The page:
SHIPBUILDING: Thirty for the Dutch

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Congressman Richard J. Welch (R., Calif.) wanted to know why scarce steel was being used to build 30 merchant ships in U.S. yards for the Dutch Government. To this logical question he got a logical answer. Said the Maritime Commission's Vice Admiral Emery S. Land: when the ships are completed they will be assigned to the United Nations shipping pool and used for whatever service the pool considers necessary. Only after the pool is disbanded will the Dutch get their new ships.

The Dutch, whose prewar merchant fleet was the world's seventh largest (1,532 ships, 2,972,871 tons), had shown their usual perspicacity by placing their orders early. During the war the Dutch have lost 50% of their trim ships, including the crack liners Statendam, Veendam. New ships will be needed to haul reconstruction materials and rawmaterials to Holland. In the teeming Netherlands East Indies the only means of communications between the many islands is by coastal steamer.

Therefore, money for the new ships was among the first appropriations the Dutch made from the $100 million loan (at 1½% interest) they recently got from Wall Street bankers. Orders were placed for ten C-3 type cargo vessels of 10,000 tons each, from the Sun Shipbuilding & Dry Dock Co., and 20 small coastal ships from the Albina Engine & Machine Works, at Portland, Ore. Shipping men estimated the total cost at $50 million—almost twice as much as it would have cost to build the ships in Dutch yards before the war.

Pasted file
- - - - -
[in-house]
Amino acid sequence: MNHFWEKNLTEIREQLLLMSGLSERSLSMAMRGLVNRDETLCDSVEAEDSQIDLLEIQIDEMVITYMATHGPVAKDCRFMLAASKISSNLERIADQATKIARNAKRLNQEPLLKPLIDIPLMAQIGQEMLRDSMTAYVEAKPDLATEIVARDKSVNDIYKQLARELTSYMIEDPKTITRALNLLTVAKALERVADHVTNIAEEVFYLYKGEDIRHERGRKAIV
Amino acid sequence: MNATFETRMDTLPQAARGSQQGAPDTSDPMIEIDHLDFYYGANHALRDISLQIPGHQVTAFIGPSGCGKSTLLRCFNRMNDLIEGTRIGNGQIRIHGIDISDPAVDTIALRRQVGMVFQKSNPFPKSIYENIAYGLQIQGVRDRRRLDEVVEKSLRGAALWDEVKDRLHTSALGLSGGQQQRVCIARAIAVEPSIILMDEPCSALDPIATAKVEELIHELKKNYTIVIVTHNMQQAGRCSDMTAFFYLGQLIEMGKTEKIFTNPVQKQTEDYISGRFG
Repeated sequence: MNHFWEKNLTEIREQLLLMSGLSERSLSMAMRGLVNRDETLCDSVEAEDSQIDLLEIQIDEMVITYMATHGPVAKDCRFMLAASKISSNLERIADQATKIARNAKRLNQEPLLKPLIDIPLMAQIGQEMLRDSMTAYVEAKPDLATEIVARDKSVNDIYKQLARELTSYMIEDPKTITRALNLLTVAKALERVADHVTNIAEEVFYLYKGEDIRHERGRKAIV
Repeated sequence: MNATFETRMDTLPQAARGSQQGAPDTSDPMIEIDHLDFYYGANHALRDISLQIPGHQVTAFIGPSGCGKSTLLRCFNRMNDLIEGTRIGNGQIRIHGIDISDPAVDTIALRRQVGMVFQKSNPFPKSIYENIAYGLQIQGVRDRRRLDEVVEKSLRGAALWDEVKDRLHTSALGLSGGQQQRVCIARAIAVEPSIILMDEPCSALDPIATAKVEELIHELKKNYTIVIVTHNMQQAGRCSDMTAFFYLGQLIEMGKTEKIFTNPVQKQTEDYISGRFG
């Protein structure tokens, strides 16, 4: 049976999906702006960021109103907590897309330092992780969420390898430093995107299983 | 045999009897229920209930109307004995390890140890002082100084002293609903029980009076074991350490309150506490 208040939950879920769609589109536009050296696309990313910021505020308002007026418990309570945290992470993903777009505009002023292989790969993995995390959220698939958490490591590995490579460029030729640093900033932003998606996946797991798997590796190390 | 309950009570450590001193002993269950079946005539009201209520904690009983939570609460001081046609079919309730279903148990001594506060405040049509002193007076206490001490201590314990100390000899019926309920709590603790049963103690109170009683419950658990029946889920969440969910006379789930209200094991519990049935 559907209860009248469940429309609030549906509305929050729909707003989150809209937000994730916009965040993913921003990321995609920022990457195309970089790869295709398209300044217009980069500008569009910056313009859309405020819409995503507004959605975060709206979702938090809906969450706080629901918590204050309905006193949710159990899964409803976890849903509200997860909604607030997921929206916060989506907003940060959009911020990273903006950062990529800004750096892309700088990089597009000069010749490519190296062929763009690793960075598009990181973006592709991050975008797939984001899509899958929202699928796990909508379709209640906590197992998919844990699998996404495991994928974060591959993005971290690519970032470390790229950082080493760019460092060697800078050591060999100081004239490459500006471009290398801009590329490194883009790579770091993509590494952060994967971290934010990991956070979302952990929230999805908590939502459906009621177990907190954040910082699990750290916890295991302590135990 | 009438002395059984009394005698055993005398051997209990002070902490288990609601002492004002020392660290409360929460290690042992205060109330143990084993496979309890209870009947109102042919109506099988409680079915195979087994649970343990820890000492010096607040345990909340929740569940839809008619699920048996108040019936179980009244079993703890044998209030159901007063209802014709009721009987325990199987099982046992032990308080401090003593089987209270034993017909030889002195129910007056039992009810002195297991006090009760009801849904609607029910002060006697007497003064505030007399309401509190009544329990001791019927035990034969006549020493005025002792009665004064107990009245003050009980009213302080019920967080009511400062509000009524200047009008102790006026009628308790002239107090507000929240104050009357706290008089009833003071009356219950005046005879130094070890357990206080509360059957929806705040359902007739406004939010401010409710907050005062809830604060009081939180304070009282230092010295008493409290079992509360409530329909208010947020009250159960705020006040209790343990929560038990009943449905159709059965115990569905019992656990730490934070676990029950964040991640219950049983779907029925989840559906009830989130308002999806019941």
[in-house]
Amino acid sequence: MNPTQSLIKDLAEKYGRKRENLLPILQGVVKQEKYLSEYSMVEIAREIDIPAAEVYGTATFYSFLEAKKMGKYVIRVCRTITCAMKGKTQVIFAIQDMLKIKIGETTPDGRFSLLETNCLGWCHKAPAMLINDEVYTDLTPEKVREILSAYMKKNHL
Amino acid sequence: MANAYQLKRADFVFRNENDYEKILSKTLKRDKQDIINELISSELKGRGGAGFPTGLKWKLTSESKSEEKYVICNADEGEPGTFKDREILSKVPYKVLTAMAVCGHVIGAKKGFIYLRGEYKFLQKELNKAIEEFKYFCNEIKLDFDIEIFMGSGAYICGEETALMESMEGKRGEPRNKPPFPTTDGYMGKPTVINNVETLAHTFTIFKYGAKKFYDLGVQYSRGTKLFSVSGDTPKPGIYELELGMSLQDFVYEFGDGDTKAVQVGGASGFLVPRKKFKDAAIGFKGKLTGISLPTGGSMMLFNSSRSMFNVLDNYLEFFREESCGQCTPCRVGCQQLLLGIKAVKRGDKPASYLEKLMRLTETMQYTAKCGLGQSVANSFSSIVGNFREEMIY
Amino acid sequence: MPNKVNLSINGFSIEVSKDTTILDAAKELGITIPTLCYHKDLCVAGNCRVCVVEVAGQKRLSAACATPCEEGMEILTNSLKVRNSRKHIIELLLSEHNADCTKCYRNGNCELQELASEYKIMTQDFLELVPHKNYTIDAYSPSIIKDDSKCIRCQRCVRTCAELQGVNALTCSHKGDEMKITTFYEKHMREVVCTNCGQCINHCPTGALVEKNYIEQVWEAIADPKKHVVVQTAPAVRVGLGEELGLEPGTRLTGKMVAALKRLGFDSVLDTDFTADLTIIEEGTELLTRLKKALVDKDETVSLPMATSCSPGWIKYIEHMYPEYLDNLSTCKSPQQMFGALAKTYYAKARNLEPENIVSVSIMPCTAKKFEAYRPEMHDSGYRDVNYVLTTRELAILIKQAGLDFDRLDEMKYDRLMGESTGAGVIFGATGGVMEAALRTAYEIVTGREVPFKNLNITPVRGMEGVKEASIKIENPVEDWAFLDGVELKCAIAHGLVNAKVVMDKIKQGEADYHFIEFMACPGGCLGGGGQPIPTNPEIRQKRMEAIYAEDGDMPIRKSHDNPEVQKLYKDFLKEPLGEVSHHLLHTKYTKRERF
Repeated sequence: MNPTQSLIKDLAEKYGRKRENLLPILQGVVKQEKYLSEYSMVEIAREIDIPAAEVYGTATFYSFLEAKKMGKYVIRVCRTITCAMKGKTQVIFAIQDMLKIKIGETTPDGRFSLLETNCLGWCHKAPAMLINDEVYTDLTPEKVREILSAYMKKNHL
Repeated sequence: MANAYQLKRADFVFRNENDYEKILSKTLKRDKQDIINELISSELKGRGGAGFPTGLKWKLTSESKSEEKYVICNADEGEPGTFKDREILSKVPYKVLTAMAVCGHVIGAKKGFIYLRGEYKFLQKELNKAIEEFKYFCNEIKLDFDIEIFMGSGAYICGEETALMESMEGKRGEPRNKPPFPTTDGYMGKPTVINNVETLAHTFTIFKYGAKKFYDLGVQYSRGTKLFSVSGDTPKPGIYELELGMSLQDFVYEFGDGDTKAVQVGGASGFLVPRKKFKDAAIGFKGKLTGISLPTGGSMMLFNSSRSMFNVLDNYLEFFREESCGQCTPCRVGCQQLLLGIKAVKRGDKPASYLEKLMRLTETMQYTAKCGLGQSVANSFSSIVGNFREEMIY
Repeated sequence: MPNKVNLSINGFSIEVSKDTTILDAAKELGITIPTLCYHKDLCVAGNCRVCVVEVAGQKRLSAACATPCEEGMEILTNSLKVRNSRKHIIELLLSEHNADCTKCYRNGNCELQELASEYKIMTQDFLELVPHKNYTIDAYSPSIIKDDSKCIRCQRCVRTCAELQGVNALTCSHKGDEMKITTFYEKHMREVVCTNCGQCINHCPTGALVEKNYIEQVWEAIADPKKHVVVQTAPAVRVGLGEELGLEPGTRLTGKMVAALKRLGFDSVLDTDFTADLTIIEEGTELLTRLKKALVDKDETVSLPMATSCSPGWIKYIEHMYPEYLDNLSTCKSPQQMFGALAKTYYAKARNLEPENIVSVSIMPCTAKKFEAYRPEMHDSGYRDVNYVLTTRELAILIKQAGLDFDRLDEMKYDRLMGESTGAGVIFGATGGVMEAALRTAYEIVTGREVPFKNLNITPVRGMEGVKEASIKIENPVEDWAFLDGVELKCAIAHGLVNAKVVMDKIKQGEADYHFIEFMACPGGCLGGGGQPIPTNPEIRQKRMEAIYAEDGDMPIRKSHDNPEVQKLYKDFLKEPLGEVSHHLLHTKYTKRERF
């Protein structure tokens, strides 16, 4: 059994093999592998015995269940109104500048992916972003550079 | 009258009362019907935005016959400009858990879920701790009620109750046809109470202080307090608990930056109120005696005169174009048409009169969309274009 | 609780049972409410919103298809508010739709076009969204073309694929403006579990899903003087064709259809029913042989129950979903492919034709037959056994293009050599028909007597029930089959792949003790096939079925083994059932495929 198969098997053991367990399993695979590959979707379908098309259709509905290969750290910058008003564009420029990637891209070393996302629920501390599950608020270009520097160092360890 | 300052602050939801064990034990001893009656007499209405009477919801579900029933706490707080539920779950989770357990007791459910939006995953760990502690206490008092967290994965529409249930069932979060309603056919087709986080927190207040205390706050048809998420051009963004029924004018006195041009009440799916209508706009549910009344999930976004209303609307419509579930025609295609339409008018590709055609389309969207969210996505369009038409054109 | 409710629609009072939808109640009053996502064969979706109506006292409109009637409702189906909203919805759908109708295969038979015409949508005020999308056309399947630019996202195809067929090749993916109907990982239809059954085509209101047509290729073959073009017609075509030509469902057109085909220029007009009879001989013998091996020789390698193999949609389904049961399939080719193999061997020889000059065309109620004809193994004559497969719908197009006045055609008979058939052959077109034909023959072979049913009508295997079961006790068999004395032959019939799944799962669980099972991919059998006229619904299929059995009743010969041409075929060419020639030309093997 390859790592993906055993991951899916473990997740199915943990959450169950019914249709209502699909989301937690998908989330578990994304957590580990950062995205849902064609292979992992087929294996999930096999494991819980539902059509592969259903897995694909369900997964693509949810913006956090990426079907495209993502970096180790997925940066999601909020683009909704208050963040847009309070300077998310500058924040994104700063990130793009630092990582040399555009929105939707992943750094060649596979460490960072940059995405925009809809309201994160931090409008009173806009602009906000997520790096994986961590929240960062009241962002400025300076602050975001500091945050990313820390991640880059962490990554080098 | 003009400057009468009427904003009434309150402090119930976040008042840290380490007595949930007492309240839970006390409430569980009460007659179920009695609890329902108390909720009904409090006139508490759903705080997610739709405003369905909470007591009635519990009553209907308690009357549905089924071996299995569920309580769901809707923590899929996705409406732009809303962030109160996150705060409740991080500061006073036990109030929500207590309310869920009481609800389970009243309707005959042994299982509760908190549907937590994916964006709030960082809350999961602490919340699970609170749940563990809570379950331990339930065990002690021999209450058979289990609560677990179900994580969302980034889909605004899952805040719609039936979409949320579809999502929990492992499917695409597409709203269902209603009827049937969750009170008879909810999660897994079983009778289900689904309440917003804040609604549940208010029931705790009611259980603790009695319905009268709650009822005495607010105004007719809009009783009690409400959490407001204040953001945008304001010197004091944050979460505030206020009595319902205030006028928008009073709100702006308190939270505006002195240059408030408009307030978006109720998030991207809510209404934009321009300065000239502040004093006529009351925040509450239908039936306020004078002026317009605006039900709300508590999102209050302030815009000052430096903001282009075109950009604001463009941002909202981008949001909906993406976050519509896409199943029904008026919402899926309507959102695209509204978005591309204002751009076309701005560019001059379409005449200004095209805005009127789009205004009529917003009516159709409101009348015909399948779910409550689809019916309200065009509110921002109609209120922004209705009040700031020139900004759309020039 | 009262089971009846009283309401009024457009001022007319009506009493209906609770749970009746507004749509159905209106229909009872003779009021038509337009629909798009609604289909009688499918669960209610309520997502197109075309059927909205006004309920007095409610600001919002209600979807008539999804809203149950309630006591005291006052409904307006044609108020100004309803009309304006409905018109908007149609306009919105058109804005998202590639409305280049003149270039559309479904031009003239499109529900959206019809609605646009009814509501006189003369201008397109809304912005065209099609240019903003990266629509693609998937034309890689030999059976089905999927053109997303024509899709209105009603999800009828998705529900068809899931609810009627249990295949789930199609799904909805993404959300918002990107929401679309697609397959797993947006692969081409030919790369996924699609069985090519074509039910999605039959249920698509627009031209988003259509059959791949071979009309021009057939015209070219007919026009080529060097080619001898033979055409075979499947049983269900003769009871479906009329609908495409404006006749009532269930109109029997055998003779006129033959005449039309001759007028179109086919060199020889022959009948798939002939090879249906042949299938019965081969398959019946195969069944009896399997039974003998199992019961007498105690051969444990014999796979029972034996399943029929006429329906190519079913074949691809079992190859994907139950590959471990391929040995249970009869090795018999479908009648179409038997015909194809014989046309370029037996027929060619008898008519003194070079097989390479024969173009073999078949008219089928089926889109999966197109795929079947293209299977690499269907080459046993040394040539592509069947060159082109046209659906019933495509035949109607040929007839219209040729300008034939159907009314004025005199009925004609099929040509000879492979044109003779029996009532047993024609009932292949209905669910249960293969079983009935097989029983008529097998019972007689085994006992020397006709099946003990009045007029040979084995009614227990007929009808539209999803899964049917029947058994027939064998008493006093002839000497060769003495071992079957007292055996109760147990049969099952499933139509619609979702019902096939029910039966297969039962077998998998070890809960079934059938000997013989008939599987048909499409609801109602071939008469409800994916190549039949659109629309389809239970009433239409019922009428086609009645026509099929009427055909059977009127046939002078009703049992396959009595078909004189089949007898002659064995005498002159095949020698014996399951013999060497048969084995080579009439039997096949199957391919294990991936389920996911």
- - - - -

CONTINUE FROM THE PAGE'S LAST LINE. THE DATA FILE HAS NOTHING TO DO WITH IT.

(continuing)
But when the Japs are booted out of the Netherlands East Indies, the coastal ships will repay their high cost. Their job will be to nose into the ports and bring out cargoes of badly needed crude rubber, tin, quinine and spices for the world.